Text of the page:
For the impatient reader, we are nearing the moral dilemma upon which this gripping column is based.  Lester posed a conundrum that had not occurred to me.  What if a detective who worked on the case read the novel?  What if the detective dug up the files on the case and did some further investigation?  There is no statute of limitations on murder and it is likely jeopardy did not attach.  What if DNA evidence, an unknown criminal investigation tool when the case was filed, could nail the defendant today?  Could Lester be subject to liability in a civil case should this occur?  And here is the moral dilemma. 
But first a minor digression.  People v. Axell (1991) 235 Cal.App.3d 836 was the first DNA case in California.  I concurred in that opinion.  Supposedly I know something about DNA evidence.  Notice I said supposedly.  And now the moral dilemma.  It does not concern Lester and the possible imaginary civil law suit that might be brought against him.  It is about me and the novel I wish to write.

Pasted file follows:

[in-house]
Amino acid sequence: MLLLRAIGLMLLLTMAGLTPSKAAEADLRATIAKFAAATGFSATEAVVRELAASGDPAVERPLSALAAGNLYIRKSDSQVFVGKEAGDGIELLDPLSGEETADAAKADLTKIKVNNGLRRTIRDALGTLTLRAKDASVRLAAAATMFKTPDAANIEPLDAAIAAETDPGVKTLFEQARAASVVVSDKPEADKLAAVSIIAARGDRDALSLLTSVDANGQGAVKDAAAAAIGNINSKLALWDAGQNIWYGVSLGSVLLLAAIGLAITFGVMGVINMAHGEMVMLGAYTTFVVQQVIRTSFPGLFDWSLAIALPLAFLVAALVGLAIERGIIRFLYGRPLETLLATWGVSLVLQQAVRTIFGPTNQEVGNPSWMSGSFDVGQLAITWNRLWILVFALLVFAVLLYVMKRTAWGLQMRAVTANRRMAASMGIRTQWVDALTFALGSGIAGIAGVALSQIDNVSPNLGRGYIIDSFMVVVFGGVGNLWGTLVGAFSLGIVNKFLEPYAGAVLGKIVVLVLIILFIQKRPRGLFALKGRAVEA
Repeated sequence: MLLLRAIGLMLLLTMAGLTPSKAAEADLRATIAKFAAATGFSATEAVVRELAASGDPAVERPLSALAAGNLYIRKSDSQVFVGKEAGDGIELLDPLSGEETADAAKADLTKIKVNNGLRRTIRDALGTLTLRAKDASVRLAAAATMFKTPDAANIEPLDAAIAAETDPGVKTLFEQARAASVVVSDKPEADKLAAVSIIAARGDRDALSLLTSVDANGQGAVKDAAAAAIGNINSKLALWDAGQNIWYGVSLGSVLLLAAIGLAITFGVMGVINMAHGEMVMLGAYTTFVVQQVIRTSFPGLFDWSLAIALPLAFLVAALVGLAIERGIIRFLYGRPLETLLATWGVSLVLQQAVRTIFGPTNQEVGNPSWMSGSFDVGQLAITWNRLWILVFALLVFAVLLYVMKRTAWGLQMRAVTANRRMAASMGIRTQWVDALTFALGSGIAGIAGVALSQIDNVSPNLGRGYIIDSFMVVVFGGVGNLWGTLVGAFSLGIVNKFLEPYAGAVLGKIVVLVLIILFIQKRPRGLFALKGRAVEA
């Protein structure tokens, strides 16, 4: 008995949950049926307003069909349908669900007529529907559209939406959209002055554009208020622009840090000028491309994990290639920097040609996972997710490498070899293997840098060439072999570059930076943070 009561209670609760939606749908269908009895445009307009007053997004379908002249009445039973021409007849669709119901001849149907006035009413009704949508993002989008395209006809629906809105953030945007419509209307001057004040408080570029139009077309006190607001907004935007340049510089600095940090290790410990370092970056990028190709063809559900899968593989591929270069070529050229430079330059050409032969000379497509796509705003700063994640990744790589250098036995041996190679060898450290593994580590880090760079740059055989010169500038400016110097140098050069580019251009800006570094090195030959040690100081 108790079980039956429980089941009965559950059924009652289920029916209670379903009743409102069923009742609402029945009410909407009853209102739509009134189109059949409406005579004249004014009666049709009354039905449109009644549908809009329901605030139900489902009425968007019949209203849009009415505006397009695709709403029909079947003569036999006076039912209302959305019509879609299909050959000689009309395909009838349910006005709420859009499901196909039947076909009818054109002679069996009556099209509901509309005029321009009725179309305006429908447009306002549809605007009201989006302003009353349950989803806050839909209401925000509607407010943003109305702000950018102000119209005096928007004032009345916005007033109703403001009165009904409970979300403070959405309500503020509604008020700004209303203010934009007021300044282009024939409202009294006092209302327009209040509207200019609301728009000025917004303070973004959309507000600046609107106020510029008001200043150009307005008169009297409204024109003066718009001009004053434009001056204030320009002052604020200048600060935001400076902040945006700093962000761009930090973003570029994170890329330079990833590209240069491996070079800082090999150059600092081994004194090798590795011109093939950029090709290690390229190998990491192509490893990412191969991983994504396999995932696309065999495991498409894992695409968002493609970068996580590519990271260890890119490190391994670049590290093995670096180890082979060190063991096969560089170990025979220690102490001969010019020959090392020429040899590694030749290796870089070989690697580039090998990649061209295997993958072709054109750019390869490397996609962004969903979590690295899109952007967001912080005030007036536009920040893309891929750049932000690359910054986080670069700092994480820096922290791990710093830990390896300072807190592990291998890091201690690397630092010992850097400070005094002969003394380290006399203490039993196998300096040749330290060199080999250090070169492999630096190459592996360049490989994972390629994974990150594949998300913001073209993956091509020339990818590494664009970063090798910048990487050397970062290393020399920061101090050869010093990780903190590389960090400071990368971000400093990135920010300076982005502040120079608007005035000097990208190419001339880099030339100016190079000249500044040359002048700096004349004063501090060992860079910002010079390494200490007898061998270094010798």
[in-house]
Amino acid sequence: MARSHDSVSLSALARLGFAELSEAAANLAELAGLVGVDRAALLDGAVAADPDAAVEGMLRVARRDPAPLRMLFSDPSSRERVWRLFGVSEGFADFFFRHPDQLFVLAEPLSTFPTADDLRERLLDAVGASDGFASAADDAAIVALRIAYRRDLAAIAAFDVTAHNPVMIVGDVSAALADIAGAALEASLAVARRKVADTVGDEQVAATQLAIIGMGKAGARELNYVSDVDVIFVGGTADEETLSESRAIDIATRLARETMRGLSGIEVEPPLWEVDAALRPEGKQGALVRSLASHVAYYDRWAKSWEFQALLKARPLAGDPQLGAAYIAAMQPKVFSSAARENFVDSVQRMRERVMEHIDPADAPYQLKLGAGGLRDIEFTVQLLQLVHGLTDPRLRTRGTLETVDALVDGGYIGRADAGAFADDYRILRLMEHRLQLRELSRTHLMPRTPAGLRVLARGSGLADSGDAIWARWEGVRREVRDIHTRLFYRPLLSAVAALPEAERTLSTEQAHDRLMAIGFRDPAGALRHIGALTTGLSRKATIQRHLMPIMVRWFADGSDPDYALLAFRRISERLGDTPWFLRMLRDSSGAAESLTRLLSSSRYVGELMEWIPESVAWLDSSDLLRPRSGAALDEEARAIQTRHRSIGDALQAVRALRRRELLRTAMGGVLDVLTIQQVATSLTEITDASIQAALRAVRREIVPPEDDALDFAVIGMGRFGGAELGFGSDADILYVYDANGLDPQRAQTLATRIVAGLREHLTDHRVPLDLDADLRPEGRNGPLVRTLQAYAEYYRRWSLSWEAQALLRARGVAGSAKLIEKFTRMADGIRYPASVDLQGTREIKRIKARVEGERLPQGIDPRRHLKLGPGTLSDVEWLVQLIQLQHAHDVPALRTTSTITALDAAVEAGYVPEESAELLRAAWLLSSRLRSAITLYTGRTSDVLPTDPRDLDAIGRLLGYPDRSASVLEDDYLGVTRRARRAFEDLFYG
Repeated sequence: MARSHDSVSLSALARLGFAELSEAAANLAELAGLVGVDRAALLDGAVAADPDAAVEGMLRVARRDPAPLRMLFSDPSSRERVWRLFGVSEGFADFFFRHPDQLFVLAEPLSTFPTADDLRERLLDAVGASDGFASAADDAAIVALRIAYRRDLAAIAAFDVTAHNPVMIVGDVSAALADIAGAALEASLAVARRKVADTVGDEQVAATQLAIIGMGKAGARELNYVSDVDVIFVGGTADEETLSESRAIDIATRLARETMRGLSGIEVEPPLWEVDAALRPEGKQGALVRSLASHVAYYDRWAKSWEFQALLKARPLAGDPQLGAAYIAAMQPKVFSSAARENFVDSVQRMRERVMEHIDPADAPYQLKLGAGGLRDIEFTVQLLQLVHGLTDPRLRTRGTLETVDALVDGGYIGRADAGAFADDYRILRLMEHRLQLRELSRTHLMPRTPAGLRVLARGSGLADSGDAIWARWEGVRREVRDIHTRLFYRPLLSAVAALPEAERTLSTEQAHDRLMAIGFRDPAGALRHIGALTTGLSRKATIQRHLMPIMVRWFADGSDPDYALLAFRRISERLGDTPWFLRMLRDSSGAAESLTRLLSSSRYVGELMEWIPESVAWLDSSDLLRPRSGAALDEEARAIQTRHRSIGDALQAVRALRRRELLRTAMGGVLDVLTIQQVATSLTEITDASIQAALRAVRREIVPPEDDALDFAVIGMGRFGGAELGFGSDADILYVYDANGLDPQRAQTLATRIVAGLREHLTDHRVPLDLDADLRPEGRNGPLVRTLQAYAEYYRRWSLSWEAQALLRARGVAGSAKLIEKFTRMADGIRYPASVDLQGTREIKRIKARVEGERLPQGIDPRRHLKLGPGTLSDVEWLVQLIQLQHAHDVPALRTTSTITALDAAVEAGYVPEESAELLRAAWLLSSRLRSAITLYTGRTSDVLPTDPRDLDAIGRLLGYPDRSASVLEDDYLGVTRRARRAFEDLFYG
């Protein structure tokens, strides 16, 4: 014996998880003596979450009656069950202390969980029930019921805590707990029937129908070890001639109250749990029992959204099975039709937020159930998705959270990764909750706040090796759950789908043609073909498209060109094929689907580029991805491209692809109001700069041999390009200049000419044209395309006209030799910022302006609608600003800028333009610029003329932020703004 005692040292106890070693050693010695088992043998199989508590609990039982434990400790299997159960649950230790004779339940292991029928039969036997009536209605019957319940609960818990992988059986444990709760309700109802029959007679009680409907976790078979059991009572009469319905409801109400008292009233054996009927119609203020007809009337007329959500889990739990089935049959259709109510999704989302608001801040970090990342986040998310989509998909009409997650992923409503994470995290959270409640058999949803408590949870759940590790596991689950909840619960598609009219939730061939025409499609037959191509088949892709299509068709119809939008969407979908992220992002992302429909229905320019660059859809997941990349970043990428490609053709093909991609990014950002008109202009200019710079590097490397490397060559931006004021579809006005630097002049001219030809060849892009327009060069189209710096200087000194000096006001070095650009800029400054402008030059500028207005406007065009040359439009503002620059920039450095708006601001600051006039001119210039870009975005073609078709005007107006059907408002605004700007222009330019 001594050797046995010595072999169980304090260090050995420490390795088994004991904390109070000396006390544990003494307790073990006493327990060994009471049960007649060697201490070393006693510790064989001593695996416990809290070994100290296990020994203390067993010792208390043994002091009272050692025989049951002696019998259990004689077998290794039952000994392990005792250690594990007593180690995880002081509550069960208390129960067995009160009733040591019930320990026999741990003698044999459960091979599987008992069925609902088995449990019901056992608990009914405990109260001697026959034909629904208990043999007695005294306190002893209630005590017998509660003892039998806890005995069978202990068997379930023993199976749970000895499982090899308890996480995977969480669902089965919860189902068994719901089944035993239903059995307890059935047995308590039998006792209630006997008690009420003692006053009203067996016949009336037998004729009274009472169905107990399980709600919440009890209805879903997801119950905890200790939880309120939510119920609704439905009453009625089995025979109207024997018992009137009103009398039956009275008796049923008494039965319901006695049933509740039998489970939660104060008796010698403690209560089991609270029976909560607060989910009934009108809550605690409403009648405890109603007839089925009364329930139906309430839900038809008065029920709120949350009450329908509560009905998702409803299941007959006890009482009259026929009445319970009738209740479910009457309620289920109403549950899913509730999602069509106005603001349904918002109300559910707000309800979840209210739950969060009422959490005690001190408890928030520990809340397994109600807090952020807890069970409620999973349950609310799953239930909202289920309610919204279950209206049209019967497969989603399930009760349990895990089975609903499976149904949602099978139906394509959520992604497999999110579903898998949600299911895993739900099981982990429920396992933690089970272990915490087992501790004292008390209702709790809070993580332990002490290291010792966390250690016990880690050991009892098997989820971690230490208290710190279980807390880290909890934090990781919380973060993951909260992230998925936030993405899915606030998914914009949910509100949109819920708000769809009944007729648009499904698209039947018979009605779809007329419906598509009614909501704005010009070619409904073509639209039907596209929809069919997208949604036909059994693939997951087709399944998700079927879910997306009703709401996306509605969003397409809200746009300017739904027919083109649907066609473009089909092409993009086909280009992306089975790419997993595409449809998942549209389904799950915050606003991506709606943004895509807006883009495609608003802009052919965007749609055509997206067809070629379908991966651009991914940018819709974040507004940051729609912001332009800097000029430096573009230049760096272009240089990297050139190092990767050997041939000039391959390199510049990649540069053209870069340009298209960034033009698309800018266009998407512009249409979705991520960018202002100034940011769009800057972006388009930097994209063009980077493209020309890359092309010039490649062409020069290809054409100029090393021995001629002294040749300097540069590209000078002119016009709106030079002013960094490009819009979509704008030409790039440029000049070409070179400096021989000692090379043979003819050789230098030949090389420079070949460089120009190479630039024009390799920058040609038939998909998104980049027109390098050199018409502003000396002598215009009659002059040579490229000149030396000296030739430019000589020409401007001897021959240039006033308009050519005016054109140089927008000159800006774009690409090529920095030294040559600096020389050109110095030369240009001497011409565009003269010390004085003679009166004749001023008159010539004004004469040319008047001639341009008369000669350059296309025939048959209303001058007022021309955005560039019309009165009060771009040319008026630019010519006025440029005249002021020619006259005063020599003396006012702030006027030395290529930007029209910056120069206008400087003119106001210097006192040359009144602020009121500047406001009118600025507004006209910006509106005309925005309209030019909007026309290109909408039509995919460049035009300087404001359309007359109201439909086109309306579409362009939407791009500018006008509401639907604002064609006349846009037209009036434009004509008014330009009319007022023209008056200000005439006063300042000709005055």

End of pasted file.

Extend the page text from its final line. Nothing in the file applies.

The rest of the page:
My novel is about the fictional lawsuit that is brought against Lester when his novel prompts further investigation on the case that nails his client.  Great idea, don’t you think?  My publisher loves the idea.  So this will be my original novel, but the origin of the idea for my novel was occasioned by Lester confiding in me. 
To help me focus on my dilemma I consulted with my trainer Michael Haupers in the gym.  After all, he is an expert on physiology, the functions of our various muscle groups, and tailoring programs that meet the needs of individual clients.  He said “go for it.”  But as an added precaution, I decided to consult a seer who is familiar to regular readers of my column, the hoary, the venerable, Miss Anne Thrope.
You may recall Miss Anne lives in a rundown mansion of yesteryear, in the Hollywood Hills.  Her dwelling resembles the dilapidated estate of Norma Desmond, the forgotten silent film star played by Gloria Swanson in the classic 1950 movie Sunset Boulevard.  Miss Anne sleeps most of the time, but during her few waking and near-waking hours she may utter enigmatic yet profound insights.  I visited her this past week at twilight.  It was my hope that an early evening visit might be the most productive.  Her caretaker, who bears a striking similarity to lawyer Lester’s caretaker, ushered me into her darkened bedroom.